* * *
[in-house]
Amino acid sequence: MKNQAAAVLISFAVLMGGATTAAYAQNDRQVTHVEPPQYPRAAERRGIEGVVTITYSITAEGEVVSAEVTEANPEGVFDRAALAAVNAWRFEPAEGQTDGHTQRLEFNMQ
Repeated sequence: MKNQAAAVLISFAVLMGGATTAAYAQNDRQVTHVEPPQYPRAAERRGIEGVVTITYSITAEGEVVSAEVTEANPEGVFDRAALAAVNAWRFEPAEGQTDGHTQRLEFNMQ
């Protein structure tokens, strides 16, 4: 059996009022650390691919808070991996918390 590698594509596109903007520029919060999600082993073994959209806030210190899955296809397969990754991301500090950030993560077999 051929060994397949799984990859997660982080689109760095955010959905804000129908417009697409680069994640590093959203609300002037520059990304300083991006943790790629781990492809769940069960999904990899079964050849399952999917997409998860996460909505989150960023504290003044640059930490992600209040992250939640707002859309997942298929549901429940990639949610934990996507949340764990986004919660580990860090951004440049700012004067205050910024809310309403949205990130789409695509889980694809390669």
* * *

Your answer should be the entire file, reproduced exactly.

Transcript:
[in-house]
Amino acid sequence: MKNQAAAVLISFAVLMGGATTAAYAQNDRQVTHVEPPQYPRAAERRGIEGVVTITYSITAEGEVVSAEVTEANPEGVFDRAALAAVNAWRFEPAEGQTDGHTQRLEFNMQ
Repeated sequence: MKNQAAAVLISFAVLMGGATTAAYAQNDRQVTHVEPPQYPRAAERRGIEGVVTITYSITAEGEVVSAEVTEANPEGVFDRAALAAVNAWRFEPAEGQTDGHTQRLEFNMQ
């Protein structure tokens, strides 16, 4: 059996009022650390691919808070991996918390 590698594509596109903007520029919060999600082993073994959209806030210190899955296809397969990754991301500090950030993560077999 051929060994397949799984990859997660982080689109760095955010959905804000129908417009697409680069994640590093959203609300002037520059990304300083991006943790790629781990492809769940069960999904990899079964050849399952999917997409998860996460909505989150960023504290003044640059930490992600209040992250939640707002859309997942298929549901429940990639949610934990996507949340764990986004919660580990860090951004440049700012004067205050910024809310309403949205990130789409695509889980694809390669």